Previously, the court required proof that the Person in Need of Protection (PINOP) had reasonable grounds to fear and in fact feared domestic violence.
The subjective part of the test related to ‘reasonable grounds’ has now been removed for all PINOPs. This will allow courts to make orders protecting PINOPs who may be reluctant to express fear due to concerns about retaliation from an alleged perpetrator.
The conditions of an ADVO have also been changed, with a new automatic condition prohibiting a defendant from damaging or destroying the PINOP’s property.
Additional discretionary conditions can still be made on ADVOs where the subjective test is satisfied. There are now two forms of ADVOs that will be made, depending on what evidence from the PINOP is available to the Court.
Other important changes are:
an expanded range of offences are categorised as “domestic violence offences”. Any offence committed with the intention to coerce, control or intimidate a PINOP will now meet this definition;
an expanded definition of “domestic relationship” to cover the relationship between a current and former partner of the PINOP;
the Children’s Court now has jurisdiction to make or vary ADVOS during care proceedings;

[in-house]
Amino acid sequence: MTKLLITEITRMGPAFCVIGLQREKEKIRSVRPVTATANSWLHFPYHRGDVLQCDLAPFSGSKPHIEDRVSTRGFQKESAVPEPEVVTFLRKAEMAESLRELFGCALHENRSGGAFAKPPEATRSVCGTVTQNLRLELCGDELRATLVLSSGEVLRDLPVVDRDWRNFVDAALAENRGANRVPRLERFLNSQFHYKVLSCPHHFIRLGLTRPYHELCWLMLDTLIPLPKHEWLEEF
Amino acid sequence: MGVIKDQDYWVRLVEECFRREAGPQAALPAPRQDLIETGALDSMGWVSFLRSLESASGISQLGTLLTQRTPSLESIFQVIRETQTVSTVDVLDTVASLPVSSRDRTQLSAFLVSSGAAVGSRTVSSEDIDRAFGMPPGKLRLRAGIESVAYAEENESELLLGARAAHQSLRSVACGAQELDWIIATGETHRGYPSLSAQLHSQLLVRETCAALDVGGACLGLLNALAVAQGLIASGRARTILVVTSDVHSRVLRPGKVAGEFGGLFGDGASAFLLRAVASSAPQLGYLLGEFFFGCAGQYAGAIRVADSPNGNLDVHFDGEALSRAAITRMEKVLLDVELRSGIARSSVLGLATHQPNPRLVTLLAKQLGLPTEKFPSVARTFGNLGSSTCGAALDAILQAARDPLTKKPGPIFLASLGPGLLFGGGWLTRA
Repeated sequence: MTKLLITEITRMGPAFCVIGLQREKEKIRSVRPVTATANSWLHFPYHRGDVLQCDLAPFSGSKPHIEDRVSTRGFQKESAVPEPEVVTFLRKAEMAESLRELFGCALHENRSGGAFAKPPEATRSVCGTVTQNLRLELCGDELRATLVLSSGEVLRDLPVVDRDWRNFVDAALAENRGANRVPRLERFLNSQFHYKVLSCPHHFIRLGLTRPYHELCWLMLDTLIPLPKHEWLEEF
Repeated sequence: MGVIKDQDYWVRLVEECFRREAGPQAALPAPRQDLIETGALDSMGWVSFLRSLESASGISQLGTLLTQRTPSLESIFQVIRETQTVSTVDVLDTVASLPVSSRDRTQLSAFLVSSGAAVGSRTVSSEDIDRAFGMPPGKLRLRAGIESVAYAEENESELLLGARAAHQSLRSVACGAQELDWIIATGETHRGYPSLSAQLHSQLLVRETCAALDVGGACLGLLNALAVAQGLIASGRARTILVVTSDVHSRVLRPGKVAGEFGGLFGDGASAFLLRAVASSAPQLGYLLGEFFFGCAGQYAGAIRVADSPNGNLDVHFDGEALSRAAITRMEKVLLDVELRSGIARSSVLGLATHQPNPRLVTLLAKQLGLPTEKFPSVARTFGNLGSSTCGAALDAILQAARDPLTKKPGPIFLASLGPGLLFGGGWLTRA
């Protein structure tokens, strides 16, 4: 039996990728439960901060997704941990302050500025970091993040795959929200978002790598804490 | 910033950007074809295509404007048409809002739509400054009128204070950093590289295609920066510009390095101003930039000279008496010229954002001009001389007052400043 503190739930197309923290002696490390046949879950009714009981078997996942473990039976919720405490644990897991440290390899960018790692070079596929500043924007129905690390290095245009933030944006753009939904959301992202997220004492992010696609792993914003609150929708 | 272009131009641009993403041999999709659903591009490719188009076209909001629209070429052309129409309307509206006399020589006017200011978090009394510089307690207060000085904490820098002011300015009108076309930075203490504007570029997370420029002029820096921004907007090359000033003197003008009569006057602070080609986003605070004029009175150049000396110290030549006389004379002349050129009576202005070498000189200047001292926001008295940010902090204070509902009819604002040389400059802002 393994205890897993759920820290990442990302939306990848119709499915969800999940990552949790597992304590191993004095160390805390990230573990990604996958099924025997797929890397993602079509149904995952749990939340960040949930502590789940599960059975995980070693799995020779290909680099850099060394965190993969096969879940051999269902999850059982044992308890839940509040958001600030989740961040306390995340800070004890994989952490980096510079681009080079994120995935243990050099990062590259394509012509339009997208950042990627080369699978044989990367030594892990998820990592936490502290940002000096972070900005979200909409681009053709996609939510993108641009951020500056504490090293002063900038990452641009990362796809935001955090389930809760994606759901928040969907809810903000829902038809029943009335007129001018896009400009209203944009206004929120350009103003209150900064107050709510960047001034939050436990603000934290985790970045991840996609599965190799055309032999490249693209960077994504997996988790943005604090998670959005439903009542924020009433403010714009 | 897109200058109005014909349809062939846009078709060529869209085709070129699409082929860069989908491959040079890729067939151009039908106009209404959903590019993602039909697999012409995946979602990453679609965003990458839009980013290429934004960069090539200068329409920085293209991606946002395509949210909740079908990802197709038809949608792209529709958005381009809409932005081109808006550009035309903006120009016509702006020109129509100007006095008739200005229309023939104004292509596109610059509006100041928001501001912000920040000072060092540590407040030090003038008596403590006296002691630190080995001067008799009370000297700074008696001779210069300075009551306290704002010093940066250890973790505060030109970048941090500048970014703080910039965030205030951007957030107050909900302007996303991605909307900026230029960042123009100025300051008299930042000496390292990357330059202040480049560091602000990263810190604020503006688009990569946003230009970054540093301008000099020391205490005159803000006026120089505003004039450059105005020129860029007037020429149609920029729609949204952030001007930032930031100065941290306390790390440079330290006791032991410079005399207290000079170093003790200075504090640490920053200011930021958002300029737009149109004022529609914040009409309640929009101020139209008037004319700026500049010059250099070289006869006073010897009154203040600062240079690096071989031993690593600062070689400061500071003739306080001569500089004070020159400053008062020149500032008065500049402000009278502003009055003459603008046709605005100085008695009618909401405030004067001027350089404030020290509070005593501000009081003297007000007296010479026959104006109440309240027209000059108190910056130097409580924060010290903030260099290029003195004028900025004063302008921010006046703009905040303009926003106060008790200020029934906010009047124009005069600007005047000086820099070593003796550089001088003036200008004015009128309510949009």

Provisional Orders are no longer limited to 28 days;
cross examination of child witnesses in ADVO proceedings by self-represented defendants is prohibited. This can only take place through a lawyer or “suitable person” appointed by the court;
a court can make a final ADVO in the absence of the PINOP and/or the defendant;
Police must be notified and given standing in relation to any application to vary a police-initiated ADVO;
a defendant can no longer apply to revoke an expired final ADVO (this has a significant impact for individuals wanting to reobtain a firearms license);
a new costs provision expands current restrictions on costs orders against police in ADVO matters.
New Plain English Apprehended Domestic Violence Orders (ADVO) will also roll out state-wide on 3 December 2016.
Attorney General Gabrielle Upton stated:
“these new ADVOs will help break the cycle of violence by using clear and simple language so there is no excuse for breaching the order we have removed all the complex legal jargon and spelled out a defendant’s obligations in Plain English, so they can no longer claim they didn’t understand the meaning or consequences of the ADVO”.
The new ADVO is also being translated into 29 different languages to assist people whose first language is not English. In addition, the penalties for breaching an order, including up to two years in prison, have been moved to the top of the document so it’s now the first thing perpetrators see.
If you have been served with an ADVO or APVO it is extremely important that you obtain specialised criminal law advice from an experienced criminal lawyer.